And then the girl said “Danish the hardest language” and I said
“Yes, because of the Danes”

Let’s look at it from the outside. It has the same alphabet as my language, a lot of the same vocabulary, minimal grammar … all very user friendly. There are fewer words to learn and only a small proportion of possible words are actually spoken.

It should be a breeze. Easier than French (grammar is hard, lots of words), German (grammar is CRAZY), Dutch (pronunciation is tricky), Japanese (alphabet, grammar, voices for different situation, vocabulary), Swahili (all that new vocabulary), Welsh (pronunciation and grammar). All of those, that I felt like I had learned at one point or another.

But when I try, I am repelled. And at the sprogskole I am taught how to apply for a job as a cleaner or how great democracy is or how to talk to my non existent kids. So, anything I have learned to speak in my actual life, I have learned on my own and it is prone to mistakes. And I swear to God, I have been misunderstood simply saying “Tuborg”

The language is not so difficult but the mental problems a lot of people have here make it so. And if you are a Dane thinking “I do NOT make it hard for someone to speak Danish to me” then I will bet you have friends that you know for a fact do so. This stuff is commonplace enough to be called “culture”.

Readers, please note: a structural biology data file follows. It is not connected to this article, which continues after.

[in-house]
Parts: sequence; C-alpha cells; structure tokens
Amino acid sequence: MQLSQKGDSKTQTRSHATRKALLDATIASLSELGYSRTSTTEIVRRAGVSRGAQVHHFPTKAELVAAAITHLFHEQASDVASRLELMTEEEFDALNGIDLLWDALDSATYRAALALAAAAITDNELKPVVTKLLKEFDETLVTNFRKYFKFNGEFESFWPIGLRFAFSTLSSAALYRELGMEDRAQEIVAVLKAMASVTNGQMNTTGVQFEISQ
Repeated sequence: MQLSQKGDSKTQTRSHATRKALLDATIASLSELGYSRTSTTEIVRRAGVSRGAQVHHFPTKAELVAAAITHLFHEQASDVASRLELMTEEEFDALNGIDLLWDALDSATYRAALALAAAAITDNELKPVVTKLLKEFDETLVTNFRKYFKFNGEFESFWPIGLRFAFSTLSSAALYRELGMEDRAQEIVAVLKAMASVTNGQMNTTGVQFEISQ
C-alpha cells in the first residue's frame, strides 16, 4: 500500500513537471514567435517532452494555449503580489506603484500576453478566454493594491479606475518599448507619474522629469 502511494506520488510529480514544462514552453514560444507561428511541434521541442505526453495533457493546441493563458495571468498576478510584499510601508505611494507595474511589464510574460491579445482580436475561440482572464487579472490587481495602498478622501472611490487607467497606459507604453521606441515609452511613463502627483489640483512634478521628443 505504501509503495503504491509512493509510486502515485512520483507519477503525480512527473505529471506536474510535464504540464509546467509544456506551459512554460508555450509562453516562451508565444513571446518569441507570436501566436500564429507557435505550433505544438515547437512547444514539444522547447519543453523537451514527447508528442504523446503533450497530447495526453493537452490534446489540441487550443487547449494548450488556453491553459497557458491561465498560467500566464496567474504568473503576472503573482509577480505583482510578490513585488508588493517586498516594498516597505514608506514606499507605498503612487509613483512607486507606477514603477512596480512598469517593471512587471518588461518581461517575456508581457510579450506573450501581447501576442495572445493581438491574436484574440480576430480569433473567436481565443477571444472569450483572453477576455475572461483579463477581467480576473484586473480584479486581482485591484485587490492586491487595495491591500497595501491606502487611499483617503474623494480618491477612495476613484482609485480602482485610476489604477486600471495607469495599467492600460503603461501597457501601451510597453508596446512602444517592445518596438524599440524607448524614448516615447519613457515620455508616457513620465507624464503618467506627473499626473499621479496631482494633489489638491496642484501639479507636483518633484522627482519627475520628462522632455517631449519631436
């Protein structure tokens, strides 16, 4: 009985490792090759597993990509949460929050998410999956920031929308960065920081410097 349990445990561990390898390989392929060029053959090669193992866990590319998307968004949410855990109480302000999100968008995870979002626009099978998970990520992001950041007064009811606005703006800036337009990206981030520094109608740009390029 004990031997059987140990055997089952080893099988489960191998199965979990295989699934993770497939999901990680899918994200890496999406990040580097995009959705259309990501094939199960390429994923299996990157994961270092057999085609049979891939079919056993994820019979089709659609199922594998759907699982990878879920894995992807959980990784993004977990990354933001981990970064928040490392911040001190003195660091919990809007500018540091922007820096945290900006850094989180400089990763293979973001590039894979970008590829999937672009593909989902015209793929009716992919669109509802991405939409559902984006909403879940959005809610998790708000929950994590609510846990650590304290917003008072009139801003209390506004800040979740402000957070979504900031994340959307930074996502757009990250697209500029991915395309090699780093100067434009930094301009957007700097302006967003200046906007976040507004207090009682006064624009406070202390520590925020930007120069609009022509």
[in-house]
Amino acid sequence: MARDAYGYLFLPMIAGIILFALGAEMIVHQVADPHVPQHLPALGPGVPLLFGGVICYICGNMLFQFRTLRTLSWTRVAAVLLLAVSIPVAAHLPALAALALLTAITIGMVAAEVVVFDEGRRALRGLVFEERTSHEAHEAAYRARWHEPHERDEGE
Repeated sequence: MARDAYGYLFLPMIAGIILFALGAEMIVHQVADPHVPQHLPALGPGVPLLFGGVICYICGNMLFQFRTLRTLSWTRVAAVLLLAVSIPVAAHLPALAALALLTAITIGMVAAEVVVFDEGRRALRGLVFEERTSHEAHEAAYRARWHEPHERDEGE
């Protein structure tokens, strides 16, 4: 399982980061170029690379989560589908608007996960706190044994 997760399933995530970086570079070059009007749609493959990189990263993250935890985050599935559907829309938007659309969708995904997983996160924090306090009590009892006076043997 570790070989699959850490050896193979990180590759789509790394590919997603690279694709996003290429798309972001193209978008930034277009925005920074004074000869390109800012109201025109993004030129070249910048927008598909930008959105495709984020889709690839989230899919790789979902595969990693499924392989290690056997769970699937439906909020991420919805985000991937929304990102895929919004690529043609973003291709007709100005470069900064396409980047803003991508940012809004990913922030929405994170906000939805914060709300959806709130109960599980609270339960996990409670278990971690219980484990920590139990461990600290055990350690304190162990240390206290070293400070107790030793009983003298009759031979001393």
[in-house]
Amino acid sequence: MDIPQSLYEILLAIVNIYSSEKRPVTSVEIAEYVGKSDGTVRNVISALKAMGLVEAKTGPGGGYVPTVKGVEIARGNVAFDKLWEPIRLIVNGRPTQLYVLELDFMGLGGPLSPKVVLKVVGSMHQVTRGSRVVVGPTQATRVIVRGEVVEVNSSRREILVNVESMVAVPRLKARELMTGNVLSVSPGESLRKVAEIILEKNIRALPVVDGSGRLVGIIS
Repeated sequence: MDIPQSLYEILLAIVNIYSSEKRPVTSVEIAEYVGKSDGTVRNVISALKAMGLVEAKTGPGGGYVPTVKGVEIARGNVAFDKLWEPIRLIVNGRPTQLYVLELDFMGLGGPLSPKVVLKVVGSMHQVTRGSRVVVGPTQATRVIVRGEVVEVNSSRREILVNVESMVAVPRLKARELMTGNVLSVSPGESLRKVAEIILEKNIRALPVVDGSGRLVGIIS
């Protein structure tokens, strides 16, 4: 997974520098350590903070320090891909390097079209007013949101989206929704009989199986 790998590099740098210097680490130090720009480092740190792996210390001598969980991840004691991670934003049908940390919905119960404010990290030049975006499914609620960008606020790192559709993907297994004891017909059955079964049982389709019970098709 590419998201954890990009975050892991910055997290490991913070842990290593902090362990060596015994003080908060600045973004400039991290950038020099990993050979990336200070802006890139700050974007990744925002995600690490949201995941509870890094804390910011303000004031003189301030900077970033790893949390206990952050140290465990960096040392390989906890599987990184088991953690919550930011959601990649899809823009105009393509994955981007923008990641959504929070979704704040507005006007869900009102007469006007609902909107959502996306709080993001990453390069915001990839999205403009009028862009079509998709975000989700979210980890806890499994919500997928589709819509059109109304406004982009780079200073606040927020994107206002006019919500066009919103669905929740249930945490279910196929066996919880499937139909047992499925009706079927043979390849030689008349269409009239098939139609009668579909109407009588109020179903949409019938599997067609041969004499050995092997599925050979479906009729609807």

It is a nice cultural myth, though, that this language is The Hardest, must give a lovely rush of “I AM A CLEVER BOY/GIRL FOR LEARNING IT AS A BABY” when someone thinks it.

So, it is up to you. You want foreigners to speak Danish within four months of landing here (judging by when a lot of people switched over in my experience)? Then you listen respectfully when they speak to you and you TRY to understand.
In a few years, they will be perfect but in that time, they will mangle the vowels and smash the syntax. And if you want them to be perfect, you have to change how you listen.

How else do you think the 390.1 million people who speak English as a second or third (or more) language manage it?

Or you could keep on being obnoxious when someone makes the effort and keep the “Hardest Language” badge but realise that people will probably not learn it to a high level.

It’s your country, decide for yourselves.